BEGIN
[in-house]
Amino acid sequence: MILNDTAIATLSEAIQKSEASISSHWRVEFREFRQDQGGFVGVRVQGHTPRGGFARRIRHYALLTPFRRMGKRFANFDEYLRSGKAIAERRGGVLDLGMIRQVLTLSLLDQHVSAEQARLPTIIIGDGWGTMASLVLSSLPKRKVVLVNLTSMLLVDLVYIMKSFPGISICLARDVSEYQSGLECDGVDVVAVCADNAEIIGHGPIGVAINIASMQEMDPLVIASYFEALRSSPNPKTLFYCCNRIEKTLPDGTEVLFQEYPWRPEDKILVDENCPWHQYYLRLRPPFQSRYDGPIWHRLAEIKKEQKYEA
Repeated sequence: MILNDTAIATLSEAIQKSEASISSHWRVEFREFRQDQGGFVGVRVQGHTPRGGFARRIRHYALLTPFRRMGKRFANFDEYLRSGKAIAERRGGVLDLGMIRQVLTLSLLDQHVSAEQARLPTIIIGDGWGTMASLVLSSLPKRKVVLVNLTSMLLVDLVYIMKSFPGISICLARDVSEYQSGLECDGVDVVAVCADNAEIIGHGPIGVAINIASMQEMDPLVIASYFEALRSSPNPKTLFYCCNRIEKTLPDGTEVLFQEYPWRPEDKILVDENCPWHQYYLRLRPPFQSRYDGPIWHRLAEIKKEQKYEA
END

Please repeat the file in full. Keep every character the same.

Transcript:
[in-house]
Amino acid sequence: MILNDTAIATLSEAIQKSEASISSHWRVEFREFRQDQGGFVGVRVQGHTPRGGFARRIRHYALLTPFRRMGKRFANFDEYLRSGKAIAERRGGVLDLGMIRQVLTLSLLDQHVSAEQARLPTIIIGDGWGTMASLVLSSLPKRKVVLVNLTSMLLVDLVYIMKSFPGISICLARDVSEYQSGLECDGVDVVAVCADNAEIIGHGPIGVAINIASMQEMDPLVIASYFEALRSSPNPKTLFYCCNRIEKTLPDGTEVLFQEYPWRPEDKILVDENCPWHQYYLRLRPPFQSRYDGPIWHRLAEIKKEQKYEA
Repeated sequence: MILNDTAIATLSEAIQKSEASISSHWRVEFREFRQDQGGFVGVRVQGHTPRGGFARRIRHYALLTPFRRMGKRFANFDEYLRSGKAIAERRGGVLDLGMIRQVLTLSLLDQHVSAEQARLPTIIIGDGWGTMASLVLSSLPKRKVVLVNLTSMLLVDLVYIMKSFPGISICLARDVSEYQSGLECDGVDVVAVCADNAEIIGHGPIGVAINIASMQEMDPLVIASYFEALRSSPNPKTLFYCCNRIEKTLPDGTEVLFQEYPWRPEDKILVDENCPWHQYYLRLRPPFQSRYDGPIWHRLAEIKKEQKYEA